However, this strident communication of origin, this plummeting depth of flavour and complexity are all wrapped up in a bundle of small-scale beauty. The Old Vine Chenin Blanc is a delicate 12.5% and has light, energetic, vivacious acidity that keeps it pirouetting across your palate with supreme élan and panache. It is tear jerkingly winsome.
So, a wine of dichotomies! Scale, density and power that sing of its home vineyard all precisely packaged within a coy, but but deliciously energetic, sculpted vision of beauty. Utterly beguiling; it leaves me smitten with naught to remember it by but an empty bottle and an explendency of cogitation.
Ava Syrah 2019, Rall Wines
What a nose! Powerful but not overwhelming. Ava Syrah has plenty of fresh cherry fruit, scented with floral hints and a rich array of spices – chiefly pepper. To smell this is to know your pleasure party is being ran by skilled, louche and distinctly dissolute hands for the duration of this bottle.
There is no new oak, no crazy alcohol, just the complexity of the aromas I have mentioned plus a freshly dug peat character, all presented in a svelte collocate of pure hedonism. Most two-year-olds I have met are incomparably less sophisticated and smell unspeakably worse than Ava Syrah’s undoubted bundle of joy.
It is quite amazing that it speaks so clearly of lewd, but involute, pleasures so sonorously when it is less than two years since it was harvested. This is smart winemaking with fruit that throbs with quality and is engorged with class. Wow. Just, WOW!
The of Ava Syrah 2019 palate is a little tough, but far more silken and sensual than most South African, or indeed any, Syrahs of this towering quality at such a young stage in its evolution. The energy and vivacity of the wine gives that tannic structure real life and vivacity and it is not remotely harsh or grating. I would go as far as saying it is a kinkily sharp suit of a structure that provokes your palate into palpitations of pleasure.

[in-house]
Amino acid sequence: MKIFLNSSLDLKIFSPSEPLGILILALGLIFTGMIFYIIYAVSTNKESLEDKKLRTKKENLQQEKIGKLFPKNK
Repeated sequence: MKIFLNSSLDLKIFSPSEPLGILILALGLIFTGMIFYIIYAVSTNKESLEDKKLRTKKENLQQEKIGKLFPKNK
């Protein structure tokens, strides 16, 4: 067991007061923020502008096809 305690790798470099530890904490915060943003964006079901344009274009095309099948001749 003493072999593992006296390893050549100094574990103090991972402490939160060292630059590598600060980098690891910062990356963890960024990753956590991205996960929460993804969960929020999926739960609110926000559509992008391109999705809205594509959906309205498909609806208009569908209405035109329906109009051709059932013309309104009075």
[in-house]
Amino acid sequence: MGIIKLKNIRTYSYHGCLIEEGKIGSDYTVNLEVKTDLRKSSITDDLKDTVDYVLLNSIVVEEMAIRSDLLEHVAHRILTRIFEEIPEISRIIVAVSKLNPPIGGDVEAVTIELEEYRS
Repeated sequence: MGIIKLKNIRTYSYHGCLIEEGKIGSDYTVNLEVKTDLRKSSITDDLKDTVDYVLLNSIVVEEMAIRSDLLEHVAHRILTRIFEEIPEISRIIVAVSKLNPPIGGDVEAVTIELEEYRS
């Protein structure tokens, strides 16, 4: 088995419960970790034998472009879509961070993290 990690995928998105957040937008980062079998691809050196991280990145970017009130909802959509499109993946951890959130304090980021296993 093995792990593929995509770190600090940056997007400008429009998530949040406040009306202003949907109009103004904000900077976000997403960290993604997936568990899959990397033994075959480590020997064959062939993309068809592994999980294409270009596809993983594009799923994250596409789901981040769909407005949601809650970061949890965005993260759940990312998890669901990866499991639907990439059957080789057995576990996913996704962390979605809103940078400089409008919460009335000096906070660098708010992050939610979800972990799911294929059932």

The cherry fruit on the palate of this Ava Syrah is deliciously titillating. That strong pepper character just seems to make your mucus membranes more sensitive to the gorgeous seductive power that thrills this mouthfeel to the high peaks of love.
Ava Syrah’s spice and peaty characters just serve to remind you you are rolling around in unbridled delight on a very special piece of ground. One that can deliver such pulsing, accessible (if you know whose doorbell to ring) delight at such a young age is a special vineyard site indeed!
Utterly delicious now, if you decant it. You could age it for 15+ years but I do not think this cheekily pert minx needs even a decade. Lap her up, boys and girls, lap her up!
Both wines can be purchased from Handford.
It was really fantastic to have an incredibly fine Syrah, made in a style sympathetic to its (and its home vineyard’s) qualities, That was seriously fine and complex, but didn’t have even the suggestion of a whiff of shit about it. It was perfectly clean and free of Brett and it was all the better for that!